Typically, older pans are made better. If you find a used pan, and it looks rough, don’t skip it! It will take some work, but with a little sanding, seasoning, and elbow grease you can bring it back to life. The most important thing to look for is that it's not warped. A warped pan isn't salvageable and, although it will still cook food, it will wobble back and forth on the stovetop.
Today, there are a lot of cheaper cast iron pans available with thinner walls which won’t retain heat or cook as well.
If you’re buying new, Lodge Cookware is hands-down my highest recommendation. It’s made in the USA, been around for a really long time, and the quality is consistent.
How To Season And Maintain Cast Iron Pans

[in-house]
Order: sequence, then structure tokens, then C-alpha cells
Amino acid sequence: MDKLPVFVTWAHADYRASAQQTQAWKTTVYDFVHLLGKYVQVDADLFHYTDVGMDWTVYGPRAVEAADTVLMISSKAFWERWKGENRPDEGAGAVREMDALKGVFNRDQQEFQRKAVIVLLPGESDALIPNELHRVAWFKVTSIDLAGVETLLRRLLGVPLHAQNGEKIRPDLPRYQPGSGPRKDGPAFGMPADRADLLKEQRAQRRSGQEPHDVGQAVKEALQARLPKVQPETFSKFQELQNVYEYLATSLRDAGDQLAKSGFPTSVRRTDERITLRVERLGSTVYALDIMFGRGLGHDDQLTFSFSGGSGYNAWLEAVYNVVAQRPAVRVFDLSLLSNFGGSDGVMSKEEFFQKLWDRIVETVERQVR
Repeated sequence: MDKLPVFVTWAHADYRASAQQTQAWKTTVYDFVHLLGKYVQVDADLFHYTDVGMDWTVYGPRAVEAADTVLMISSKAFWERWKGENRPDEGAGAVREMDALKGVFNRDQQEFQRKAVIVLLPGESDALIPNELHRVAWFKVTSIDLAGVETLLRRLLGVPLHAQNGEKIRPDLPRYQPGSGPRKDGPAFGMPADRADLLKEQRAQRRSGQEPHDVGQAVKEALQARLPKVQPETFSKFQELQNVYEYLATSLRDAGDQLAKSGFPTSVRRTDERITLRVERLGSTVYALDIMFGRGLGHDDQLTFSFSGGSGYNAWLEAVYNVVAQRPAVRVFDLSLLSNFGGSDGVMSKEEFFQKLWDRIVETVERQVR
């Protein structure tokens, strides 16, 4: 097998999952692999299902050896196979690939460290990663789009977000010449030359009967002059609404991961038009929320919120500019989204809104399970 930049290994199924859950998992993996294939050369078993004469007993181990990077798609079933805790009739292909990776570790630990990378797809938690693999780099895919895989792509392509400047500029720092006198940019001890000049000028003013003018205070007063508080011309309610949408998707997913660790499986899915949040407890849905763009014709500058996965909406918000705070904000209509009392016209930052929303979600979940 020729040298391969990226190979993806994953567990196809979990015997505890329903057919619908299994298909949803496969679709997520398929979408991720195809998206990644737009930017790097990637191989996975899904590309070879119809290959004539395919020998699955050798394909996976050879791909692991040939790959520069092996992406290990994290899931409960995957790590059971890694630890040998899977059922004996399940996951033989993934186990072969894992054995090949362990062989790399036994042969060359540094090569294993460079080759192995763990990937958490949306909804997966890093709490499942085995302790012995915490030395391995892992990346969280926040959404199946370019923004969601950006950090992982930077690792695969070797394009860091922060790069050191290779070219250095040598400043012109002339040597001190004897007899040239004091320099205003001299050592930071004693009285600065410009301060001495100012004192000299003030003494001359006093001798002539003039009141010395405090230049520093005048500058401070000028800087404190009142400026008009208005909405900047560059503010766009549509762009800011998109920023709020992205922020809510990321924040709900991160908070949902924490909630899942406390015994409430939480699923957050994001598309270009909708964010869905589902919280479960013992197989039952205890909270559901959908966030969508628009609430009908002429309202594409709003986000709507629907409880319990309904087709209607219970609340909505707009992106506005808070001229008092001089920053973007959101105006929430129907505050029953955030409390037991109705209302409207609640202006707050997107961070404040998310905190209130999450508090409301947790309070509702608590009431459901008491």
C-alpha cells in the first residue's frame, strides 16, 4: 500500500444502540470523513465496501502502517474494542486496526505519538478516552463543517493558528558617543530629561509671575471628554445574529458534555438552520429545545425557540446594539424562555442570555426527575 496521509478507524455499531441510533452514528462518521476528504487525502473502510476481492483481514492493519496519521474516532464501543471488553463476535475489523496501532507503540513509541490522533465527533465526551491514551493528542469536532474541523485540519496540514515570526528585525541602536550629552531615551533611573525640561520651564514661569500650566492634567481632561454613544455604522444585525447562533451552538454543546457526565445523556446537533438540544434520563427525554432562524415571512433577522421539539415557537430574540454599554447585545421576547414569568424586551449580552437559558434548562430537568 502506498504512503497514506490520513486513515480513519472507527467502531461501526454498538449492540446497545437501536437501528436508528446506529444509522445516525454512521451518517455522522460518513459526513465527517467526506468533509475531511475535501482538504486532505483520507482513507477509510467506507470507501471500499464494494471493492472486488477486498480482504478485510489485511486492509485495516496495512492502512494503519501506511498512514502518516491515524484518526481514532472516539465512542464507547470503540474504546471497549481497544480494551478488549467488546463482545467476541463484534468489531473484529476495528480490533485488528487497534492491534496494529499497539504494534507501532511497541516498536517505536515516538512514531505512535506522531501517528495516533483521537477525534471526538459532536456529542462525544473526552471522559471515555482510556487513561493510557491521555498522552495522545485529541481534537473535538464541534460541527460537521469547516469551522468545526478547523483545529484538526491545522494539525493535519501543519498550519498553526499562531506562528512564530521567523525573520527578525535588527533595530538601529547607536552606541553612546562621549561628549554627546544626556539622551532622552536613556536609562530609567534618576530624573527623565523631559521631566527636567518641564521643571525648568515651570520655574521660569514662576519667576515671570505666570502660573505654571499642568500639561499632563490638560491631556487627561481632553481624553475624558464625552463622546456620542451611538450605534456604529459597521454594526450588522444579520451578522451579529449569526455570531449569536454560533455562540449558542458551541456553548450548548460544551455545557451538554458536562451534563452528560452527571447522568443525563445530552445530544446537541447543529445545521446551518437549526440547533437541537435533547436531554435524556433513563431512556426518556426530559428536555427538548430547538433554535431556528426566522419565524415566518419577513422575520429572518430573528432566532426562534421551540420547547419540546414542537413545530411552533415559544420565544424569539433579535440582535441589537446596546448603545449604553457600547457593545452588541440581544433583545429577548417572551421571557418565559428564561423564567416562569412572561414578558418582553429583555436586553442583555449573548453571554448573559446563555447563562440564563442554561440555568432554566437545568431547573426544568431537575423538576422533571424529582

There are a few things to know about maintaining cast iron pans, but please don’t let it overwhelm you! Seasoning cast iron is simply giving it a slick coating to make it non-stick. If the pan is seasoned correctly, cleaning it is a breeze!
When you first buy a cast iron pan, it might say that it is pre-seasoned. I don’t know what that substance is, but it’s not truly seasoned well enough in my opinion.
- Fix yourself some hot, soapy water and scrub the tar out of it!
- Rub it down with vegetable oil or shortening and then wipe as much of the oil back off with a clean cloth or paper towel as you can.
- Bake it upside down in a 325° F oven for 2 hours.
- The first few times you cook in the pan, cook something fatty like bacon.
- After cooking, clean the pan with either salt and water or steel wool. No soap necessary as iron doesn’t harbor bacteria.
- Dry with a paper towel and oil it down with a thin coating of oil.
- Turn on a burner and allow the pan to heat up again to dry completely and seal in the oil.